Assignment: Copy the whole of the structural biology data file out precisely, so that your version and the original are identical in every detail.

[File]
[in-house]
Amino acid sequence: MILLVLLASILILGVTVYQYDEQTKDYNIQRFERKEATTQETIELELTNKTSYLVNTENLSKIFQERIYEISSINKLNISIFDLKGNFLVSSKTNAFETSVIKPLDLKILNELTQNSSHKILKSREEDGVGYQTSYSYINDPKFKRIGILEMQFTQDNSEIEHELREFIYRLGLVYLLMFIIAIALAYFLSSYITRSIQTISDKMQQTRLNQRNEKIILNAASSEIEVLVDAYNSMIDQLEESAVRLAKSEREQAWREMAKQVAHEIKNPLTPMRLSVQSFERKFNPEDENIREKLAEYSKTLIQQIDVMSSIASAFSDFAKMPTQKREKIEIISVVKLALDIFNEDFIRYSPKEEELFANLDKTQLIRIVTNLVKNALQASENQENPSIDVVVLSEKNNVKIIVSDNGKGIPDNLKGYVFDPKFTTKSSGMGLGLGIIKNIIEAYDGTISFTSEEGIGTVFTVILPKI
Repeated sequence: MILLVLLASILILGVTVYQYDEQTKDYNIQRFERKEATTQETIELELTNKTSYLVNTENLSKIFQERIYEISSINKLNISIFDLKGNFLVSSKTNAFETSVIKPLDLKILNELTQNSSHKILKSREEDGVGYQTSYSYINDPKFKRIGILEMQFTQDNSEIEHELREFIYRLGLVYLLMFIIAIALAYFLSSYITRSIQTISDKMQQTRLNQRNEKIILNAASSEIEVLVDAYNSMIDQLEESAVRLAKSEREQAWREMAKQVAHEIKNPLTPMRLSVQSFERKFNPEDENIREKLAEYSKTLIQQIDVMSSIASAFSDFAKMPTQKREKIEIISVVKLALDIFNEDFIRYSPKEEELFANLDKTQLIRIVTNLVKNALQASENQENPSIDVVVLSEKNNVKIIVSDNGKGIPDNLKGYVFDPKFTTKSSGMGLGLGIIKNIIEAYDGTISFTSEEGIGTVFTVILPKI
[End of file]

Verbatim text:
[in-house]
Amino acid sequence: MILLVLLASILILGVTVYQYDEQTKDYNIQRFERKEATTQETIELELTNKTSYLVNTENLSKIFQERIYEISSINKLNISIFDLKGNFLVSSKTNAFETSVIKPLDLKILNELTQNSSHKILKSREEDGVGYQTSYSYINDPKFKRIGILEMQFTQDNSEIEHELREFIYRLGLVYLLMFIIAIALAYFLSSYITRSIQTISDKMQQTRLNQRNEKIILNAASSEIEVLVDAYNSMIDQLEESAVRLAKSEREQAWREMAKQVAHEIKNPLTPMRLSVQSFERKFNPEDENIREKLAEYSKTLIQQIDVMSSIASAFSDFAKMPTQKREKIEIISVVKLALDIFNEDFIRYSPKEEELFANLDKTQLIRIVTNLVKNALQASENQENPSIDVVVLSEKNNVKIIVSDNGKGIPDNLKGYVFDPKFTTKSSGMGLGLGIIKNIIEAYDGTISFTSEEGIGTVFTVILPKI
Repeated sequence: MILLVLLASILILGVTVYQYDEQTKDYNIQRFERKEATTQETIELELTNKTSYLVNTENLSKIFQERIYEISSINKLNISIFDLKGNFLVSSKTNAFETSVIKPLDLKILNELTQNSSHKILKSREEDGVGYQTSYSYINDPKFKRIGILEMQFTQDNSEIEHELREFIYRLGLVYLLMFIIAIALAYFLSSYITRSIQTISDKMQQTRLNQRNEKIILNAASSEIEVLVDAYNSMIDQLEESAVRLAKSEREQAWREMAKQVAHEIKNPLTPMRLSVQSFERKFNPEDENIREKLAEYSKTLIQQIDVMSSIASAFSDFAKMPTQKREKIEIISVVKLALDIFNEDFIRYSPKEEELFANLDKTQLIRIVTNLVKNALQASENQENPSIDVVVLSEKNNVKIIVSDNGKGIPDNLKGYVFDPKFTTKSSGMGLGLGIIKNIIEAYDGTISFTSEEGIGTVFTVILPKI